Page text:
When she opened the garage door of her brother-in-law's Silver Spring home Wednesday afternoon, Marie Loutoo thought she detected the faint smell of car exhaust.

"I thought someone had just come home and pulled into the garage," Loutoo, 41, said yesterday. "But it seemed strange. I couldn't understand why both cars were in the garage in the middle of the day."

Loutoo discovered why minutes later, in a macabre walk through the split-level house, where she discovered the bodies of five family members who police said died of carbon monoxide poisoning after a car in the garage was left running overnight in the closed garage and filled the house with deadly fumes.

Montgomery County police investigators said yesterday that they believe the deaths of Prakash "Ray" Raman, his wife, two children and a cousin were an accident, not a deliberate act. They added, however, that the investigation would not formally be complete for weeks.

"We found no suicide notes, and there did not appear to be any discord among family members," an investigator said. "It looks right now like someone simply forgot to turn off the car, and it became a tragedy."

Montgomery police spokeswoman Ann Evans said that blood tests performed yesterday confirmed that all five family members died of carbon monoxide poisoning. The victims, besides Ray Raman, 51, were identified as his wife, Esther, 48; son, Rishi David, 20; daughter Rehanna, 19; and a cousin, 57-year-old Lalchan "Lally" Jagroo. The only survivor in the immediate family returned home yesterday. She is a daughter, Ria Raman, 27, of New York.

Loutoo discovered the five poisoning victims about 12:45 p.m. Wednesday as she and Esther's mother, Margaret Loutoo, were paying the Ramans a visit. Loutoo said that when no one came to the front door, they entered the house through the garage, which is connected to the kitchen and is located beneath one of the home's bedrooms.

She said she punched in the electronic combination to the garage door opener and detected faint fumes as soon as the door began to swing up. "It wasn't a strong odor," she said. "I thought it might even be from the traffic on the street."

The women discovered that the door leading to the kitchen was closed but not locked. They walked inside, and as the elderly Margaret Loutoo sat in a chair to rest, Marie walked upstairs.

She first found Rehanna, lying in bed with her back to the door. Rehanna had recently been found to have Hodgkin's disease, and Loutoo said she assumed the teenager was not feeling well and was sleeping late.

"Something told me to shake her," Loutoo said. "But when I touched her, she was cold and stiff. I didn't know if she was dead, but I knew she was in trouble.

"I called out for Esther or someone to come help me wake her up. But the whole house was quiet."

Loutoo said she then ran into the parents' room, where she found Esther sitting upright against the headboard of the bed, her eyes closed. She, too, was pale and motionless.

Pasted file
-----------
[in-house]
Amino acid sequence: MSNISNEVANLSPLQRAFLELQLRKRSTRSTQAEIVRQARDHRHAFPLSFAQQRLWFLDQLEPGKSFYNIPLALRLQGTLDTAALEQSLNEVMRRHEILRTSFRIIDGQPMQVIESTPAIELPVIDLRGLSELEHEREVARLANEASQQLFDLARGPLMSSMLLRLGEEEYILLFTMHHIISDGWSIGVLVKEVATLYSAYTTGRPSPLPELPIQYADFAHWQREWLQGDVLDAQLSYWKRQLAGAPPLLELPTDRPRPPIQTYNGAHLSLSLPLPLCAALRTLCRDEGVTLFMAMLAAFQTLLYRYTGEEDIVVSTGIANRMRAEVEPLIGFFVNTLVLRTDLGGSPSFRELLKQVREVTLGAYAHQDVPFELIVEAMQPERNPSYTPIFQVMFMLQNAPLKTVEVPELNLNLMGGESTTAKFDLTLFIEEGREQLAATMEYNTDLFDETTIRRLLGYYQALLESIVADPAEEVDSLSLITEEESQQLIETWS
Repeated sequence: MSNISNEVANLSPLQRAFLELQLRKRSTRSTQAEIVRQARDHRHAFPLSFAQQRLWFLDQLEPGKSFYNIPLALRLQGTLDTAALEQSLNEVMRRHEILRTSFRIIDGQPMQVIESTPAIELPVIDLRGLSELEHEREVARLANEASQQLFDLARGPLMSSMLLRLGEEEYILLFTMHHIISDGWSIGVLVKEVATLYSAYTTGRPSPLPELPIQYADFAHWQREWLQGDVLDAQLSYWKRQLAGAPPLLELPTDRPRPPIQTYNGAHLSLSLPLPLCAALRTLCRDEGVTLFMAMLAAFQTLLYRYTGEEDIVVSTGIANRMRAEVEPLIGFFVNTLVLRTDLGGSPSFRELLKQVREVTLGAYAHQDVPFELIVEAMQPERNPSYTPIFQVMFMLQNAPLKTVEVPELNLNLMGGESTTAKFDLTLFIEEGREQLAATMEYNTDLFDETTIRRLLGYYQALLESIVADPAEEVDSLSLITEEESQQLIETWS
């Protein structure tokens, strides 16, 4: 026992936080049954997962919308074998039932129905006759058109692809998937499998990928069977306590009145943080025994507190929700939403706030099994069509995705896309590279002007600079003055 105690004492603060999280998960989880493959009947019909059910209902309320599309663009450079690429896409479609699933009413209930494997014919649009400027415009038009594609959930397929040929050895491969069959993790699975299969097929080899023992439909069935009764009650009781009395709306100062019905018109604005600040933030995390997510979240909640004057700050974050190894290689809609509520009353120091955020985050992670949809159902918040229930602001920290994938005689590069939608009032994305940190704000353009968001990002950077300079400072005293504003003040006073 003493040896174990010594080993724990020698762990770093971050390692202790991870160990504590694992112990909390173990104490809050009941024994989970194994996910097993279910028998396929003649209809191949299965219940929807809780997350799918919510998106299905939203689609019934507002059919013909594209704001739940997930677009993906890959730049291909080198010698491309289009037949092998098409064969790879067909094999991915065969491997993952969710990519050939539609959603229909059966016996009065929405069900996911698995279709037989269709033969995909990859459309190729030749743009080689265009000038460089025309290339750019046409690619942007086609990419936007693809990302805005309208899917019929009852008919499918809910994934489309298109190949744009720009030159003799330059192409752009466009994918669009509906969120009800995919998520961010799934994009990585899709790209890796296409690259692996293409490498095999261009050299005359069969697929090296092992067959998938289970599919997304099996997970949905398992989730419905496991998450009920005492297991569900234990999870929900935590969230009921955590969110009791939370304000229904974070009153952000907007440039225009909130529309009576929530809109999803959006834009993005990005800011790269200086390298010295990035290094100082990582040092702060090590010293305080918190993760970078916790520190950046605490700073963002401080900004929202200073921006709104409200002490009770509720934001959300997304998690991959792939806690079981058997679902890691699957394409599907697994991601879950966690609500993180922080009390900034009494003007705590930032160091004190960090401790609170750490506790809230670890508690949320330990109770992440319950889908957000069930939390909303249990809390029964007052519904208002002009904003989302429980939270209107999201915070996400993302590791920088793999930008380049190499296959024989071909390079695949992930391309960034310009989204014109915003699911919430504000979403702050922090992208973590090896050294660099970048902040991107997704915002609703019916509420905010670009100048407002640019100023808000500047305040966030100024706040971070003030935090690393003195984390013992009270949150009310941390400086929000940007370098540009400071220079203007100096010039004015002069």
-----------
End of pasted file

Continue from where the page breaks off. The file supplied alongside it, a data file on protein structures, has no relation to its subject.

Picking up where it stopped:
"There was a white foam around her mouth," Loutoo said, her voice beginning to break into sobs. "I started to get scared. I turned around to run out." She then saw Ray Raman crumpled on the bathroom floor, a razor in his hand. Loutoo rushed to a phone and called 911. Several minutes later she discovered Rishi's body on the floor of his downstairs bedroom and Jagroo dead in a downstairs bathroom. "All of those bodies, I couldn't believe what was happening," Loutoo said. "It was like a horrible dream. They were such a wonderful family."

Relatives have told police that Ray Raman and Jagroo had returned Monday from a Memorial Day weekend visit to family in Delaware. The two had their belongings in the trunk of their Nissan Altima, and an investigator said the men may have pulled into the garage left the car running as they popped the electronic trunk release and begun carrying items into the house.

"They may have gotten sidetracked putting things away and forgotten the car was running," the investigator said. "If it were a suicide, or deliberate, the kitchen door probably would have been left open to let the gas in. But it looks like the fumes slowly seeped into the house through the night." Carbon monoxide is a colorless, odorless, highly poisonous gas given off by a car's exhaust system , gas ovens, barbecue grills and unvented space heaters.

Police said that when they found the car, the ignition was on, the battery was dead and the fuel tank was empty. Loutoo said that funeral arrangements have not yet been made.

"Right now we're just trying to get all the remaining family together and get through this," she said. "We're still in shock." CAPTION: From left, Ray Raman, 51, Rehanna Raman, 19, Rishi David, 20, and Esther Raman, 48, were all found dead in their bedrooms in the family home.